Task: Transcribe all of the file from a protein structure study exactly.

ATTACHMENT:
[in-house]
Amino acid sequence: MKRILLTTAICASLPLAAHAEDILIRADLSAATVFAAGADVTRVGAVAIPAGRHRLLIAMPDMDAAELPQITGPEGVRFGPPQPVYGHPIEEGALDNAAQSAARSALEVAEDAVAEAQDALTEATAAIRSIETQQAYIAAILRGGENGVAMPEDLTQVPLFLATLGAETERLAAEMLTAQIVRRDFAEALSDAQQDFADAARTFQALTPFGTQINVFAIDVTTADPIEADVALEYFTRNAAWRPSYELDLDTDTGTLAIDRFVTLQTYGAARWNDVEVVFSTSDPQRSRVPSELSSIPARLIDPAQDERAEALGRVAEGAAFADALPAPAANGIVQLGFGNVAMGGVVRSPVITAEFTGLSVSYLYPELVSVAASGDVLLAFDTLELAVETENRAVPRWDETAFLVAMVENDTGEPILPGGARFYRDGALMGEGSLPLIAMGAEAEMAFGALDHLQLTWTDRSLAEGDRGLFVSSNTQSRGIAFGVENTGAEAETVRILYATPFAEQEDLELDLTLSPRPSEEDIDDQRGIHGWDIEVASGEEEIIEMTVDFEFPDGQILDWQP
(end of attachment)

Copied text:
[in-house]
Amino acid sequence: MKRILLTTAICASLPLAAHAEDILIRADLSAATVFAAGADVTRVGAVAIPAGRHRLLIAMPDMDAAELPQITGPEGVRFGPPQPVYGHPIEEGALDNAAQSAARSALEVAEDAVAEAQDALTEATAAIRSIETQQAYIAAILRGGENGVAMPEDLTQVPLFLATLGAETERLAAEMLTAQIVRRDFAEALSDAQQDFADAARTFQALTPFGTQINVFAIDVTTADPIEADVALEYFTRNAAWRPSYELDLDTDTGTLAIDRFVTLQTYGAARWNDVEVVFSTSDPQRSRVPSELSSIPARLIDPAQDERAEALGRVAEGAAFADALPAPAANGIVQLGFGNVAMGGVVRSPVITAEFTGLSVSYLYPELVSVAASGDVLLAFDTLELAVETENRAVPRWDETAFLVAMVENDTGEPILPGGARFYRDGALMGEGSLPLIAMGAEAEMAFGALDHLQLTWTDRSLAEGDRGLFVSSNTQSRGIAFGVENTGAEAETVRILYATPFAEQEDLELDLTLSPRPSEEDIDDQRGIHGWDIEVASGEEEIIEMTVDFEFPDGQILDWQP